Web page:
What is dental implant surgery?

Dental implant surgery is a procedure that replaces tooth roots with metal, screw-like posts and replaces damaged or missing teeth with artificial teeth that look and function much like real ones. This surgery can offer a welcome alternative to dentures or bridgework that doesn’t fit well and can offer an option when a lack of natural teeth roots don’t allow building denture or bridgework tooth replacements.

Here’s a general overview of the dental implant surgery process:

  1. Evaluation and Planning: Before the procedure, a comprehensive dental exam is conducted, including dental X-rays and 3D images, and models made of your teeth and jaw. The dental team will assess your oral health, and a treatment plan tailored to your situation is developed, which takes into account factors such as how many teeth need to be replaced and the condition of your jawbone.
  2. Tooth Removal (if necessary): If the tooth to be replaced is still present, it will first need to be extracted.
  3. Bone Grafting (if required): If your jawbone isn’t thick enough or is too soft, you may need bone grafting before you can have dental implant surgery. This is because the powerful chewing action of your mouth exerts great pressure on your bone, and if it can’t support the implant, the surgery likely would fail. The bone graft can create a more solid base for the implant.
  4. Dental Implant Placement: During the surgery, the oral surgeon makes a cut to open your gum and expose the bone. Holes are drilled into the bone where the dental implant metal post will be placed. Since the post will serve as the tooth root, it’s implanted deep into the bone.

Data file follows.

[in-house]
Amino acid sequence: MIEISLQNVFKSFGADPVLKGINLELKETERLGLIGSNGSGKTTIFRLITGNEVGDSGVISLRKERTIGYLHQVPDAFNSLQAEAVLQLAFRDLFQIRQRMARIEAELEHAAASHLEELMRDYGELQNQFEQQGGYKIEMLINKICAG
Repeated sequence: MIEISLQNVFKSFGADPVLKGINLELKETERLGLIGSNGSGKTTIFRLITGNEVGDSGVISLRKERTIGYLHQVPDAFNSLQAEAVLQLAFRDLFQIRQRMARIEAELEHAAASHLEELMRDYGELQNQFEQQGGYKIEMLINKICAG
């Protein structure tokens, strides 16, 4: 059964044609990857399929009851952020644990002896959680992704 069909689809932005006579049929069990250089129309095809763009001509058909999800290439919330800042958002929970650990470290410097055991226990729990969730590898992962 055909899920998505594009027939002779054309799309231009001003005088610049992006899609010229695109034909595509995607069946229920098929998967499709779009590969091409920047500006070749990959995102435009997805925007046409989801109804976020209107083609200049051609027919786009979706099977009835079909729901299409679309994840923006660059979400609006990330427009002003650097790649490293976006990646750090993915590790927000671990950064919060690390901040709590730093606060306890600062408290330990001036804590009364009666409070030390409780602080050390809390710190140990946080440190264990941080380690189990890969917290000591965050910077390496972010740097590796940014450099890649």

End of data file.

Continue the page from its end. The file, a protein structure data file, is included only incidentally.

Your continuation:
5. Bone Growth and Healing: After the metal implant post is placed in your jawbone, osseointegration begins. This process, where the jawbone grows into and unites with the surface of the dental implant, can take several months.
  6. Abutment Placement: Once osseointegration is complete, you might need additional surgery to place the abutment — the piece where the crown will eventually attach. This minor surgery is typically done with local anesthesia in an outpatient setting.
  7. Artificial Tooth Placement: After your gums heal, more impressions of your mouth and remaining teeth are made. The final tooth or teeth are then made and attached to the abutment.
  8. Recovery and Aftercare: After each stage of surgery, you may need to eat soft foods while the surgical site heals. Typically, your surgeon will use stitches that dissolve on their own. If your stitches aren’t self-dissolving, your doctor removes them.

The entire process can take many months from start to finish — three to nine months and sometimes longer. Much of that time is devoted to healing and waiting for the growth of new bone in your jaw.